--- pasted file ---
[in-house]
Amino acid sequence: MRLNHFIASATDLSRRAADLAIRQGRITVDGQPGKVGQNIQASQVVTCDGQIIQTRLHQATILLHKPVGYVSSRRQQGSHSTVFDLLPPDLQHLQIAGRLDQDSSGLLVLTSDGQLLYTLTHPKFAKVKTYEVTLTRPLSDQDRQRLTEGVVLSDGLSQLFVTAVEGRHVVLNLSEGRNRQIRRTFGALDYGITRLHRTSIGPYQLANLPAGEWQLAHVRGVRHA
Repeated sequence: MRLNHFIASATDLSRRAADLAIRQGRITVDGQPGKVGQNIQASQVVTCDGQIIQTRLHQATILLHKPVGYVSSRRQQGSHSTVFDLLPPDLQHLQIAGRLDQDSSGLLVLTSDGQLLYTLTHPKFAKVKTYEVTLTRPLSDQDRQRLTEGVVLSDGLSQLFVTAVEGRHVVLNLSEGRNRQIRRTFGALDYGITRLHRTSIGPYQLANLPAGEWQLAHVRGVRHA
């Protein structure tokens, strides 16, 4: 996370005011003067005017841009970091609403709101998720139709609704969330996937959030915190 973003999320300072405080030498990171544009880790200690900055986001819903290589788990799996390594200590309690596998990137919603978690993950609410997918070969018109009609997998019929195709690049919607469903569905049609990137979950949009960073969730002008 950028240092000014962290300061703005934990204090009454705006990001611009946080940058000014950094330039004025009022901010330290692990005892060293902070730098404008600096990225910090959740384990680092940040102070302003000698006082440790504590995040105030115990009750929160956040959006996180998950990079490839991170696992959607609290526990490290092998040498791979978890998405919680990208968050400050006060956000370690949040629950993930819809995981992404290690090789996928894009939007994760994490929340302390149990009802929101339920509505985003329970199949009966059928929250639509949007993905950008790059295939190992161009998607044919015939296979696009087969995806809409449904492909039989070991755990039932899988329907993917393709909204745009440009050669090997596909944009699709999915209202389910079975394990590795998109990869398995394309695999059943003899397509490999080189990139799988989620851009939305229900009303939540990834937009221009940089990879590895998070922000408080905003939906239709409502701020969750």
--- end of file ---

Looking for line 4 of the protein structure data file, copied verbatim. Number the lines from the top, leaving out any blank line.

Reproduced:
């Protein structure tokens, strides 16, 4: 996370005011003067005017841009970091609403709101998720139709609704969330996937959030915190 973003999320300072405080030498990171544009880790200690900055986001819903290589788990799996390594200590309690596998990137919603978690993950609410997918070969018109009609997998019929195709690049919607469903569905049609990137979950949009960073969730002008 950028240092000014962290300061703005934990204090009454705006990001611009946080940058000014950094330039004025009022901010330290692990005892060293902070730098404008600096990225910090959740384990680092940040102070302003000698006082440790504590995040105030115990009750929160956040959006996180998950990079490839991170696992959607609290526990490290092998040498791979978890998405919680990208968050400050006060956000370690949040629950993930819809995981992404290690090789996928894009939007994760994490929340302390149990009802929101339920509505985003329970199949009966059928929250639509949007993905950008790059295939190992161009998607044919015939296979696009087969995806809409449904492909039989070991755990039932899988329907993917393709909204745009440009050669090997596909944009699709999915209202389910079975394990590795998109990869398995394309695999059943003899397509490999080189990139799988989620851009939305229900009303939540990834937009221009940089990879590895998070922000408080905003939906239709409502701020969750």